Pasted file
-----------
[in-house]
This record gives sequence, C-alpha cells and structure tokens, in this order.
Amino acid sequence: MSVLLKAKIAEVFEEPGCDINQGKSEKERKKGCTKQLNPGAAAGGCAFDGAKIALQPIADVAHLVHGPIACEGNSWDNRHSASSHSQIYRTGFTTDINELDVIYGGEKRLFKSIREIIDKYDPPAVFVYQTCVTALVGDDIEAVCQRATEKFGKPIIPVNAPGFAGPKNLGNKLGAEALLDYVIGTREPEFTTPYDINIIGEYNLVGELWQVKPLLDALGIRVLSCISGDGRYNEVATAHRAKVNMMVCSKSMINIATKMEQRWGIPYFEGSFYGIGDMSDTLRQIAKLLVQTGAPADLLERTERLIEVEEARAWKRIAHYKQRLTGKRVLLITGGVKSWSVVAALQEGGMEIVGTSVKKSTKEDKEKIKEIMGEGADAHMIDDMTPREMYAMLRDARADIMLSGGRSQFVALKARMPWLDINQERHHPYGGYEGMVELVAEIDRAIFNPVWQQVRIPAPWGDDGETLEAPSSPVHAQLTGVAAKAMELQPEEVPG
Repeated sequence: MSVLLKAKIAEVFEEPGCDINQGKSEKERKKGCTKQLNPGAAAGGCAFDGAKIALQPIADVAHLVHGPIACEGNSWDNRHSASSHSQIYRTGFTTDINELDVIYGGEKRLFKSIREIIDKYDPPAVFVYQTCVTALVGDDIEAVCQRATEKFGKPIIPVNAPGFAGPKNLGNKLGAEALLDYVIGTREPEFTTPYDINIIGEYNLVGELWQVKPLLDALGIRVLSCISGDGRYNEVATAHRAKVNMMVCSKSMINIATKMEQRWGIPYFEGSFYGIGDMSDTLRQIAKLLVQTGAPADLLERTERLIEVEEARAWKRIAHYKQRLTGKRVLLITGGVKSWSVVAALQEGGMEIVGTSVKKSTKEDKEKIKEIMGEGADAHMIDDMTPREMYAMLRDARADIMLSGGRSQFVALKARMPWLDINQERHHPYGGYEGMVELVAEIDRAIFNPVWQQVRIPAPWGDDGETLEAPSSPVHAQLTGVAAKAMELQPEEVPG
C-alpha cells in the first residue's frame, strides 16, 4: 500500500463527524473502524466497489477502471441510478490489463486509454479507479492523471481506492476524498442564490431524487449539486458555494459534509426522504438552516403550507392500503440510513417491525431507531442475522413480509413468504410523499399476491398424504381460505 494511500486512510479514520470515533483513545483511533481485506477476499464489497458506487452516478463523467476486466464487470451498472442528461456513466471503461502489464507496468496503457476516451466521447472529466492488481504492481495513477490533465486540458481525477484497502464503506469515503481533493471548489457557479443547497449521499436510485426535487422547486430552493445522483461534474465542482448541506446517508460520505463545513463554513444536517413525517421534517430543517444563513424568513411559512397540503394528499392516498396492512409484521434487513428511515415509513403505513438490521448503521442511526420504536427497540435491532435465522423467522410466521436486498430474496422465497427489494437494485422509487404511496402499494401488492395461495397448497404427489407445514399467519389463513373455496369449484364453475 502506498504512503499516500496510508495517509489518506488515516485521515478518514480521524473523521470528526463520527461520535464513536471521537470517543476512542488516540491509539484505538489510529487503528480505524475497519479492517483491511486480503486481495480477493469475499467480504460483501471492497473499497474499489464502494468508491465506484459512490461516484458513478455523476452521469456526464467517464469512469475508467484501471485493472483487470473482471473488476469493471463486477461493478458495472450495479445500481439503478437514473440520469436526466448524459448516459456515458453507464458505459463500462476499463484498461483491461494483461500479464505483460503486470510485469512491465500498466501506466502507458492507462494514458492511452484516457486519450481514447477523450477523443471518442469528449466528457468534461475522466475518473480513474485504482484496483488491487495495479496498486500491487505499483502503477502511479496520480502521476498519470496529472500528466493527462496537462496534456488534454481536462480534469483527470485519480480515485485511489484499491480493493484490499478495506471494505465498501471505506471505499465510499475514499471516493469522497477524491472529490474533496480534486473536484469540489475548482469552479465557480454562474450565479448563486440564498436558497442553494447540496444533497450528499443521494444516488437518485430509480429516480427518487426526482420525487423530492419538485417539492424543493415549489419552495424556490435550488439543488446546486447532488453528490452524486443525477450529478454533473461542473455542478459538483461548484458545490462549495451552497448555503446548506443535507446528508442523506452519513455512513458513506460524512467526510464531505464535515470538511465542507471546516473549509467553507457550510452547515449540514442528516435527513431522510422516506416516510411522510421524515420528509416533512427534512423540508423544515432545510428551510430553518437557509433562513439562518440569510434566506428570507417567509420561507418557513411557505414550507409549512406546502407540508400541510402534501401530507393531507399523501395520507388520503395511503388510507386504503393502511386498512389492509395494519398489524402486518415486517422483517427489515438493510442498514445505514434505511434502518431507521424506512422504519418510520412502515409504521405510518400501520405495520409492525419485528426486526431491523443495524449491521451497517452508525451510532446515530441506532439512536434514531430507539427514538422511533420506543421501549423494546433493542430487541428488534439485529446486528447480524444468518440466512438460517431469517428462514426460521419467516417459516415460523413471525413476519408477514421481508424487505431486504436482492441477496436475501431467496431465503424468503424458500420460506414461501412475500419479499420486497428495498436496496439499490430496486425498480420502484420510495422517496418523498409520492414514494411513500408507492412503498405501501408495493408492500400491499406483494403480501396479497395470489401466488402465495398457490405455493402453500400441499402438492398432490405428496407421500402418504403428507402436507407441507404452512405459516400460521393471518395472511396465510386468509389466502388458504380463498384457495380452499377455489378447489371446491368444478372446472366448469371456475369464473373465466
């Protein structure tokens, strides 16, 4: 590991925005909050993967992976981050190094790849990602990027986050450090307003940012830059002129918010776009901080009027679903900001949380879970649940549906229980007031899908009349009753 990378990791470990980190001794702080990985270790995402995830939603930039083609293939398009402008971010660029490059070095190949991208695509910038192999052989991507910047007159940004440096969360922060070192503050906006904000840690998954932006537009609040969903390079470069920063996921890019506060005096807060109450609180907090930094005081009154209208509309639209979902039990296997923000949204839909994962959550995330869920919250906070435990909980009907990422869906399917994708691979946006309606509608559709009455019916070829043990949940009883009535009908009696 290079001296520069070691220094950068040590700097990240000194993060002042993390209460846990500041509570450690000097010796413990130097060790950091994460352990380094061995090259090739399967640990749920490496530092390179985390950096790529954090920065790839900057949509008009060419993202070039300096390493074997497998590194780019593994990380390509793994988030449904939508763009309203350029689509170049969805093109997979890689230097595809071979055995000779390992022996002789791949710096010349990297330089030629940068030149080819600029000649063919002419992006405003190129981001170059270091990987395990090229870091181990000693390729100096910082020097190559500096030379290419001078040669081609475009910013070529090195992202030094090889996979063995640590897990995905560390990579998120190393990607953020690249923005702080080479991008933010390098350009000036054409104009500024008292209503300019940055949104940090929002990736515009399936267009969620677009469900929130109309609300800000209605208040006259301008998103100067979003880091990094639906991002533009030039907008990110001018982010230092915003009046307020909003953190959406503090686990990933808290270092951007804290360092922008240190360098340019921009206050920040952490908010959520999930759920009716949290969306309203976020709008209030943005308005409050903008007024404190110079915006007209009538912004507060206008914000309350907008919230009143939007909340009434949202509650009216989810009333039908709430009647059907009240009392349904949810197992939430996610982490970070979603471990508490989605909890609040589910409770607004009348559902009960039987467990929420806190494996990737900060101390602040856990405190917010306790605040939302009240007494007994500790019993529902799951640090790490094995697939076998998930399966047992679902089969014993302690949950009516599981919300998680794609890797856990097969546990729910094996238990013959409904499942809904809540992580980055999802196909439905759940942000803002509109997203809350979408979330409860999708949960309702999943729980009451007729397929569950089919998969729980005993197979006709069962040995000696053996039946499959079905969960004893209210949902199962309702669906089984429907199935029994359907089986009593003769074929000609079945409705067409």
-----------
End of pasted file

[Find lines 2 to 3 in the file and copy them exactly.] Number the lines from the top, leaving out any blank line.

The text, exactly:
This record gives sequence, C-alpha cells and structure tokens, in this order.
Amino acid sequence: MSVLLKAKIAEVFEEPGCDINQGKSEKERKKGCTKQLNPGAAAGGCAFDGAKIALQPIADVAHLVHGPIACEGNSWDNRHSASSHSQIYRTGFTTDINELDVIYGGEKRLFKSIREIIDKYDPPAVFVYQTCVTALVGDDIEAVCQRATEKFGKPIIPVNAPGFAGPKNLGNKLGAEALLDYVIGTREPEFTTPYDINIIGEYNLVGELWQVKPLLDALGIRVLSCISGDGRYNEVATAHRAKVNMMVCSKSMINIATKMEQRWGIPYFEGSFYGIGDMSDTLRQIAKLLVQTGAPADLLERTERLIEVEEARAWKRIAHYKQRLTGKRVLLITGGVKSWSVVAALQEGGMEIVGTSVKKSTKEDKEKIKEIMGEGADAHMIDDMTPREMYAMLRDARADIMLSGGRSQFVALKARMPWLDINQERHHPYGGYEGMVELVAEIDRAIFNPVWQQVRIPAPWGDDGETLEAPSSPVHAQLTGVAAKAMELQPEEVPG